So let’s talk about this a little bit. I know that sometimes I miss some really obvious things while I read—when I read Once Burned by Jeaniene Frost for instance, I got almost all the way to the end before I realized that Martin was a little person, though I’ve since been assured that it was really pretty obvious from the beginning. So I’m not saying that these passages I’m commenting on weren’t confusing to me because I just didn’t pick up on something. But I’m not normally the kind of person who has a great deal of difficulty following the motivations of a plot, and even if I miss one or two things, there were a lot of times where I found myself questioning why a character cared about something, or what the cause/effect was. Most of these holes were really minor—so minor, in fact, that I didn’t think about most of them until I was almost done with the book. But they compound upon each other, and I did reach a point toward at the climax of the book where I just was flat-out confused. It was resolved, don’t get me wrong, but I don’t like getting to that point in the first place.
Speaking of the climax … The pacing toward the end of the book felt a little off to me, and this might just be a result of when I had to set the book down and do something else more so than the writing. When I think about the shape of the climax portion of a book, I generally envision something similar to how you’re supposed to control your airflow while playing oboe (I realize that most/all of you don’t play oboe, but I think my meaning will be clear anyway). Once you get into the portion of the story that would be considered the climax, you want to start with the air already moving (that is, I’m already blowing before I take my tongue off the reed and allow a sound to be made). This part was great in this book—I didn’t feel like there was any taper off or dip between the set-up and the climax. However, from there, in order to keep a clear and beautiful sound (and stay in tune), you want to think about your air moving faster and faster (I’m convinced that this is psychology to get the air speed to keep from trickling off, but whatever works, right?). I don’t think that Kami and Stohl succeeded here—we got right up to a really intense scene, and the intensity never really grew. In fact, it was like we hit a dirt road, and then maybe a snowdrift that tugged us along a different direction for a little while before we got traction again (sorry for the mixed analogies). There were interruptions to the build-up that just distracted me from the suspense when they didn’t need to (I would have used a little less dialog between Ethan and the supporting characters, personally). And even if you smoothed out the interruptions, there was basically a leap up to high suspense and we plateaued at that level for a really long time. And then it was resolved.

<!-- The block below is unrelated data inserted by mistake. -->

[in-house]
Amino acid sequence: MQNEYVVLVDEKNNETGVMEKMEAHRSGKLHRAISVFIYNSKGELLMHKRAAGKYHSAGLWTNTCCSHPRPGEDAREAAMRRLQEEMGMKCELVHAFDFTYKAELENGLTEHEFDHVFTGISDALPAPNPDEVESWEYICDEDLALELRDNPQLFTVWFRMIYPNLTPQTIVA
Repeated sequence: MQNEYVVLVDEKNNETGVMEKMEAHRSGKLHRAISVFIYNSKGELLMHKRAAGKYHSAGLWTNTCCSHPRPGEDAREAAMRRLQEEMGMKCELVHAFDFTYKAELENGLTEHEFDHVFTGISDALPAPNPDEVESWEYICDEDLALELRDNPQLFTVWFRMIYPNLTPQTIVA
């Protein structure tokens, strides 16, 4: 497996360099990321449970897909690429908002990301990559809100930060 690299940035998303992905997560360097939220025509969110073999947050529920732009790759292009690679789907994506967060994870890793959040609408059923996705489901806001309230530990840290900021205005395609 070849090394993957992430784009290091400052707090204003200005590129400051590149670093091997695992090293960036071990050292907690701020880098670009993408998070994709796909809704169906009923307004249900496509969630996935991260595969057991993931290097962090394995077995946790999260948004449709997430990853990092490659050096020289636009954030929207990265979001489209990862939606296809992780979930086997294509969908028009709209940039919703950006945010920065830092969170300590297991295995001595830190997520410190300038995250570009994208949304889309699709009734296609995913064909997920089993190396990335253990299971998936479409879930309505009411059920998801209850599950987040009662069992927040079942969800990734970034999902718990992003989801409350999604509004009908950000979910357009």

And then they came back to that really irritating song, after everything was wrapped up. (Again, this was something that didn’t bother me until much later in the book).
Don’t get me wrong—there were some really great things about this book, and the writing style, on the whole, was good. I’m super impressed that this was co-written because, for the most part, it doesn’t read like it is. But when I think about how I’m going to rate a book, I basically start at a 4/5, and the bad things chip away at that 4 and the good things tack onto it. Even though the bad things were all pretty small (and at first the dent in the that rating was minuscule), they added up by the time I got to the end. To be honest, I’m not sure if I’ll read book #2 or not …
Posted on August 21, 2013, in Urban Fantasy/Paranormal, Young Adult and tagged beautiful creatures, book reviews, books, caster chronicles, fantasy, kami garcia, margaret stohl, urban fantasy, witches, YA, young adult. Bookmark the permalink. 8 Comments.